Safely processing / storing downloaded files

Do worry about malware with downloaded files? If so, what do you do about it?

Occasionally for work I have to acquire and store primary source material such as pdfs, word docs, txt files, images, and a rare video file. I’d like to not fall victim to malware and want to up my game in this regard. Currently I just scan everything with ClamAV.

-What personal protocols do you have for acquiring and storing files from sites?
-Do you scan everything with ClamAV? Other antivirus?
-If using yt-dlp, do you assume that Youtube is scanning all uploads for malware?
-If you receive a file that you think might be malware and want to look it over, do you move it to a separate computer or to a VM on your main computer? If the latter, how do you create a secure upload path from a USB into the VM?
-If you torrent, (ie - Linux iso’s :smiley:), do you do anything specific with the torrented files after download to look for malware?

Thank you

VirusTotal is probably your best bet.

ClamAV is “ok” but most 3rd party AV programs are spyware/malware themselves and you shouldn’t use them.

Personally I try to not download/execute any files from untrustworthy sources, ever. If I think it could be malware I’d never execute it, not even in a VM - if it’s your job to make sure these files are clean your employer should provide you with a computer (completely offline) for this that you do not use for anything else.

Videos grabbed directly from YouTube should be fine, though.


Might you be able to expand on what constitutes an untrustworthy source?

Depends on your paranoia level, I guess. So somewhere between “everything” and software from trusted developers with a positive track record, perhaps.

Personally I think open source software from well-known devs should be fine (throw in an additional scan with VirusTotal). But of course nothing is secure and everything can be infected with malware if you’re unlucky - see the recent incident with the XZ Utils repository.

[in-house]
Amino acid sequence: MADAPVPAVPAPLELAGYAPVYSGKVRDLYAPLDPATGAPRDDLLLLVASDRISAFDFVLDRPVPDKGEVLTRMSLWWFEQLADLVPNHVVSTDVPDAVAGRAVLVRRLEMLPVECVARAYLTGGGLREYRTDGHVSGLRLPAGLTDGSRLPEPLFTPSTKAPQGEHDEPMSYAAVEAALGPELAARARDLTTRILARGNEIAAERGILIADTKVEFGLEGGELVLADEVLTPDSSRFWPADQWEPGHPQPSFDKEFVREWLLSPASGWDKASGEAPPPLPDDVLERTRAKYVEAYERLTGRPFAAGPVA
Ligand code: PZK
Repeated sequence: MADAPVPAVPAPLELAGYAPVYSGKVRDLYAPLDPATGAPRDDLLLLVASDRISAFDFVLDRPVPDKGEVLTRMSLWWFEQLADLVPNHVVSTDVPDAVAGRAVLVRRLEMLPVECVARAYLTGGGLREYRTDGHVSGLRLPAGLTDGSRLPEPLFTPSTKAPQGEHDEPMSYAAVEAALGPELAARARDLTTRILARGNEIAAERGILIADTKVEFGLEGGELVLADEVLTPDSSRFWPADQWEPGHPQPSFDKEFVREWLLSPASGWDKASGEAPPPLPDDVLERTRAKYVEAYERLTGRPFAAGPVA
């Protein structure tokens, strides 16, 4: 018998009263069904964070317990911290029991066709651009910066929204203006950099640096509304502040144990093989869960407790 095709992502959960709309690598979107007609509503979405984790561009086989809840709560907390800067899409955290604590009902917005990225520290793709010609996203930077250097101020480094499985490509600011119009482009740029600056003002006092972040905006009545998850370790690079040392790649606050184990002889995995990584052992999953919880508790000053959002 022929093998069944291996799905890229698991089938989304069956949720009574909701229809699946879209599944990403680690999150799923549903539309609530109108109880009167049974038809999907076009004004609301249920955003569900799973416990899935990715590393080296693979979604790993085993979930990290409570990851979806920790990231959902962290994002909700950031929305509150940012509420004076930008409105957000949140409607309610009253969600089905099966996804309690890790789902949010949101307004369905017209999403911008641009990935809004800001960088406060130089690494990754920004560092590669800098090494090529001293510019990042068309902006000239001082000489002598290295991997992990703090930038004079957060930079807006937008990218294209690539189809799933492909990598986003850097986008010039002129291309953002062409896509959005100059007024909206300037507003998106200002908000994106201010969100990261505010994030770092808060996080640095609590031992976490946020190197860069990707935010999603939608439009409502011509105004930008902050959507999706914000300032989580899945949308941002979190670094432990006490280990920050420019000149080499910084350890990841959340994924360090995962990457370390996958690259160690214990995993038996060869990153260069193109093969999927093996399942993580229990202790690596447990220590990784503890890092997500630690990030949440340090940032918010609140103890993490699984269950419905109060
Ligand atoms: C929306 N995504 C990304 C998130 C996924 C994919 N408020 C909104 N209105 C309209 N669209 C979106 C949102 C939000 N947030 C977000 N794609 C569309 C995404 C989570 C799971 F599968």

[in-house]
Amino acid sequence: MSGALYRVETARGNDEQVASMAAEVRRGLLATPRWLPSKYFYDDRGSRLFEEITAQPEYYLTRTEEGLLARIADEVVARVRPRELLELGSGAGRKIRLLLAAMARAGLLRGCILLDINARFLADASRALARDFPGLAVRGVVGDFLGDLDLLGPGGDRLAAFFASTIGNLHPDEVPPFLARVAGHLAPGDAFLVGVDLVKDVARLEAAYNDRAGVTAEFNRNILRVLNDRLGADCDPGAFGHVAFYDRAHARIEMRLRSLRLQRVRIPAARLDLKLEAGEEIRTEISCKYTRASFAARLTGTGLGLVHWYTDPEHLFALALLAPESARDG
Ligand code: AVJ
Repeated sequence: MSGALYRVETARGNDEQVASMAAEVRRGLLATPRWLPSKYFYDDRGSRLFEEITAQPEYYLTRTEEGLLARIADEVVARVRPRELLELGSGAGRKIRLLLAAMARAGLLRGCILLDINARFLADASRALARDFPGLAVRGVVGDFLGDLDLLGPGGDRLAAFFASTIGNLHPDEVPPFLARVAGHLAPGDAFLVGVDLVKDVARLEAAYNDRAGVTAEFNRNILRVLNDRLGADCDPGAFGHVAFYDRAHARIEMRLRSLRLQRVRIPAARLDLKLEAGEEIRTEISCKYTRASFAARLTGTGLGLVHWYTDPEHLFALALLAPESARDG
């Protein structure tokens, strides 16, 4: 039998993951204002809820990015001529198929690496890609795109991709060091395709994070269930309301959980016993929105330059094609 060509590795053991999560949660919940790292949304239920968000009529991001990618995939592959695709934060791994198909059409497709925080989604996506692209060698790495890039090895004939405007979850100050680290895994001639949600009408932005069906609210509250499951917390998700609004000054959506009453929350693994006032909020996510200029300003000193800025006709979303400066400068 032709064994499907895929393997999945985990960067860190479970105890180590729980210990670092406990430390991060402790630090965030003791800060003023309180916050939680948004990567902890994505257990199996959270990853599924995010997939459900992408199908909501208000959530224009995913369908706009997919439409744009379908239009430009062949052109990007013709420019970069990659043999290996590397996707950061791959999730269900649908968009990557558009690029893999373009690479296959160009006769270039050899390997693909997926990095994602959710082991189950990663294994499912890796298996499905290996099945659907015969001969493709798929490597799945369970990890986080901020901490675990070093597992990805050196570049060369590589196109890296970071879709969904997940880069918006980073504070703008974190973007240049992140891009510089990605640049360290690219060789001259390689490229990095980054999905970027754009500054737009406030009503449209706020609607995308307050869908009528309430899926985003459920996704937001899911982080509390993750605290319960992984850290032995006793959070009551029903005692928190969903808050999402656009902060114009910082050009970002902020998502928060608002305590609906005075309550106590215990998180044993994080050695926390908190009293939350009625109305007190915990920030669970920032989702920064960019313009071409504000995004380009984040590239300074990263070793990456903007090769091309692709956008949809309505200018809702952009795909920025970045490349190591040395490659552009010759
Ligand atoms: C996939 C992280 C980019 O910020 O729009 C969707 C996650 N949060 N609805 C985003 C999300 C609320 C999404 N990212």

Have your work computer separate from your personal computer.
Have it be windows.
Dial up all the windows protections to 11. Yes please check all your urls against the microsoft whitelist. Send a copy of files to microsoft servers if microsoft has never seen it before? Sure. Can’t install an app because it wasn’t signed by microsoft store? Oh well.

For personal protocols, just download into a folder that’s definitely scanned by your antivirus.


Separate old computer with a fresh Ubuntu install.

If it’s linux iso’s then I make sure it’s a torrent from the official site. If it’s a regular torrent file then I only use trusted torrent creators.

Distrusting email links and attachments is a good start, and would fit all but the lowest levels of paranoia.

In case a USB flash drive is used to move suspicious files around, never open/execute suspicious files while the USB flash drive is connected.

Opening/executing suspicious files on separate offline hardware is a good idea.

It might be safe enough to copy suspicious files into a low-privilege VM in Qubes OS (no network, no root, etc.) and then open it from inside the VM, then destroy the VM afterwards.

Another option is copy suspicious files into a fresh Tails OS (no network, no root, no persistence, etc.) and then open it. If paranoid, overwrite/destroy the Tails installation from the USB flash drive afterwards so that it can’t be accidentally used for anything else.

There is DangerZone, but IIRC I tried it once but couldn’t get it to work properly, and I wouldn’t trust it to be truly safe.